Article 39’s monthly legal digest shares legal and human rights developments and highlights cases and judgments that we believe can help those on the frontline defend the rights of children and young people even more effectively.
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This month, we look at a recent High Court judgment which considered the scope of local authority powers in relation to arranging and consenting to COVID-19 and flu vaccinations for children in care whose parents oppose these vaccines. The judgment contains a useful analysis of Section 33 of the Children Act 1989 (effect of care order) and relevant case law and sets out the principles for decision-making not only in relation to the COVID-19 and flu vaccines but all routine vaccines available to children and young people. It also addresses the importance of considering children’s views and wishes in this context.
This year we have dedicated four issues of our children’s rights legal digest to landmark judgments that have strengthened the protection of children’s rights in England. This last one, the ‘Gillick judgment’, was a successful appeal brought by the Department of Health and Social Security (as the Department of Health and Social Care was then known). It concerned the lawfulness of doctors and other health practitioners providing children under the age of 16 with contraceptive advice and treatment without their parents’ knowledge or consent. In one of the most famous children’s rights judgments in our jurisdiction, which pertains to this day, the House of Lords held that parental authority dwindles as a child’s understanding grows. Further, parental responsibility exists for the benefit of the child; it is not indicative of parental control or ownership of children. From this judgment, the concept of ‘Gillick capacity’ and a ‘Gillick-competent child’ was born.
In this issue, we focus on a recent High Court judgment relating to local authorities’ duties under Section 20 of the Children Act 1989 towards children and young people awaiting the outcome of an age assessment. The High Court found the local authority’s refusal to accommodate three putative children unlawful, dismissing the local authority’s claim that exceptional circumstances justified departure from statutory guidance. This judgment will be of relevance to anyone supporting unaccompanied migrant children, but also to those wishing to learn more about the duties of local authorities under Part III of the Children Act 1989.
This year we are dedicating four issues of our children’s rights legal digest to landmark judgments that have strengthened the protection of children’s rights in England. This month we revisit a successful judicial review brought by the Howard League for Penal Reform which confirmed that children in custody are entitled to the protections guaranteed in the Children Act 1989. In addition to affirming the applicability of the Children Act 1989 to children in custodial settings, the judgment contains an important analysis of public authorities’, including prisons’, human rights obligations under the European Convention on Human Rights and the United Nations Convention on the Rights of the Child.
In this issue, we focus on a decision of the Local Government and Social Care Ombudsman (LGSCO) concerning multiple failings by a council in its care of a looked after child, called ‘D’ in this decision. Because of the failings, D lost a total of 17 months of suitable education, he lost the opportunity to achieve GCSEs, his relationship with his family was damaged and his mental health deteriorated significantly. This important decision is a reminder of not only the statutory duties of local authorities, including the duty to promote and support the educational achievement of looked after and formerly looked after children, but also of the paramount importance of listening to children and young people and taking seriously their views and wishes. Additionally, the LGSCO noted that outsourcing children’s services does not absolve local authorities of their legal responsibility for the quality of such services and any failings.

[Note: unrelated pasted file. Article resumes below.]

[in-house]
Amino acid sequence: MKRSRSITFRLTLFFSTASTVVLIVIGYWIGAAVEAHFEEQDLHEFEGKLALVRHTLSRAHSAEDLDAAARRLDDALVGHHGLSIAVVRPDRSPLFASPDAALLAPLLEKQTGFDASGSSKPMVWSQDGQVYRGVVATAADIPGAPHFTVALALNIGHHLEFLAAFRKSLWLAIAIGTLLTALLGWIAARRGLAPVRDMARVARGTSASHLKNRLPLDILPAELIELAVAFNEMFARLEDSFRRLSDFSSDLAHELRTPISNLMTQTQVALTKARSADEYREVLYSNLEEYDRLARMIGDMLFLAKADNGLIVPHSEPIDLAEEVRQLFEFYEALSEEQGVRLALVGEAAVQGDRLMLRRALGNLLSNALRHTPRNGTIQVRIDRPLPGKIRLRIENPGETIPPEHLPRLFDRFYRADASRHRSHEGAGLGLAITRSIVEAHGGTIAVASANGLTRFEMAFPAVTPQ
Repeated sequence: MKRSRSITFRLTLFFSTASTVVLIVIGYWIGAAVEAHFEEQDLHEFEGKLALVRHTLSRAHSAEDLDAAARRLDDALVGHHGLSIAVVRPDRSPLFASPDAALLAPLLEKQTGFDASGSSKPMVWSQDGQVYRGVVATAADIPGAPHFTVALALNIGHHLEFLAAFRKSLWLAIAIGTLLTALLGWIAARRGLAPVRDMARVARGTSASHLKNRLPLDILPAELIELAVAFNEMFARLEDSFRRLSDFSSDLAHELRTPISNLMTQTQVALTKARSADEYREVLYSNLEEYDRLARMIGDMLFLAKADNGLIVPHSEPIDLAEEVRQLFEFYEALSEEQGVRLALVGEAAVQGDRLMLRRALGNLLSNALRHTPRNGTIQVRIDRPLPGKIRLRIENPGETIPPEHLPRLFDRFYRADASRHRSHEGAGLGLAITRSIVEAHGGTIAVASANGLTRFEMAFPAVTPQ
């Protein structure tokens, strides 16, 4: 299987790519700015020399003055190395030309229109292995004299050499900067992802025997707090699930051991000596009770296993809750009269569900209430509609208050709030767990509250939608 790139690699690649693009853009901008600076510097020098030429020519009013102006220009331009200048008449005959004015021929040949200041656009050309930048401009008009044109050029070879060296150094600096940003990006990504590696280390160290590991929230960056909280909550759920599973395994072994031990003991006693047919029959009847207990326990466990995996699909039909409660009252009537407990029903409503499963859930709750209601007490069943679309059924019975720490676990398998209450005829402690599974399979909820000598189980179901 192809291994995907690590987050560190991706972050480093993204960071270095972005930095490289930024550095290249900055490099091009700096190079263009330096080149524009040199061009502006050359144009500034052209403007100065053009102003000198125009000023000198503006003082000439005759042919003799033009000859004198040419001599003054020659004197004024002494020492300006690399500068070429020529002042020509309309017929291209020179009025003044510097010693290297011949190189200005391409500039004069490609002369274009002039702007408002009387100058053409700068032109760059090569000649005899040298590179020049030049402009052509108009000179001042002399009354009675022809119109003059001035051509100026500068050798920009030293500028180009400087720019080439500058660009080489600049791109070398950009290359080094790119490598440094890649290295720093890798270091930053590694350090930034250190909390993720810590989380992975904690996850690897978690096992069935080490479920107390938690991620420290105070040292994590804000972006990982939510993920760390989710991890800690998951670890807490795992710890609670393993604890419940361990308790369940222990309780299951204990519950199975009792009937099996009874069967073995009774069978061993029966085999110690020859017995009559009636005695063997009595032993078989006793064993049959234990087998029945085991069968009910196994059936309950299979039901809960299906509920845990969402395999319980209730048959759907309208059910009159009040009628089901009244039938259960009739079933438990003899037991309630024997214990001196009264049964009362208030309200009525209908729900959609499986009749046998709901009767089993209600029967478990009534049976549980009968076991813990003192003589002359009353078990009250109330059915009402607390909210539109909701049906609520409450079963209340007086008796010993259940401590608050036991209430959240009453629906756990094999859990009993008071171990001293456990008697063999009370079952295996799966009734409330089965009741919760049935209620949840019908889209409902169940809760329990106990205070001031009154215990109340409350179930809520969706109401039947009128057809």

In late July, the Supreme Court ruled on the use of the inherent jurisdiction to authorise a local authority to deprive a child of their liberty in accommodation that has not been approved for this purpose. The background is a severe shortage of secure children’s homes for looked after children who need highly specialised care. The case was brought by T, a young woman whose deprivation of liberty in unregistered and unregulated accommodation had been authorised by the court when she was a child. She appealed the earlier decision of the Court of Appeal and questioned such use of court powers. The Supreme Court dismissed T’s appeal, ruling that the use of inherent jurisdiction in such situations is both lawful and necessary.
In this issue, we examine an important, recent decision of the Local Government and Social Care Ombudsman (LGSCO) concerning a council not fulfilling its legal obligations as a corporate parent and its handling of a statutory complaint about the failings. Noteworthy aspects of the LGSCO’s decision include its consideration of the complaint despite the statutory process not being completed, the LGSCO’s conclusion that the financial remedy offered by the council to the young woman who made the complaint did not reflect the injustice caused to her, and an explicit consideration of the young woman’s human rights protected by the European Convention on Human Rights.
The High Court judgment we focus on this month examines the scope of the powers local authorities have with respect to children who are looked after under a care order. Importantly, as the two cases jointly heard by the High Court considered local authorities’ duties in the context of the European Union Settlement Scheme (EUSS), the judgment also deals with the operation of the EUSS with respect to looked after children and care leavers, including those who are not subject to a care order.
In this issue we take a closer look at a recent decision of the Local Government and Social Care Ombudsman (LGSCO) concerning a council’s handling of a statutory complaint made by B, a care leaver, about failure to support him. We use the LGSCO’s decision to highlight the rights and entitlements of care experienced children and young people under the Children Act 1989 representations (including complaints) procedure.
This year we are dedicating four issues of our children’s rights legal digest to landmark judgments that have strengthened the protection of children’s rights in England. This legal digest looks at a Supreme Court judgment – D (A Child) – that forms a key part of the legal framework for determining whether deprivation of a child’s liberty has taken place and whether the appropriate safeguards are being followed. This judgment will be of relevance to all advocates, both those who support children living in institutional settings and those in other arrangements, for instance foster care, as it is the types of restrictions, and not the type of setting, that determine whether a child is deprived of their liberty.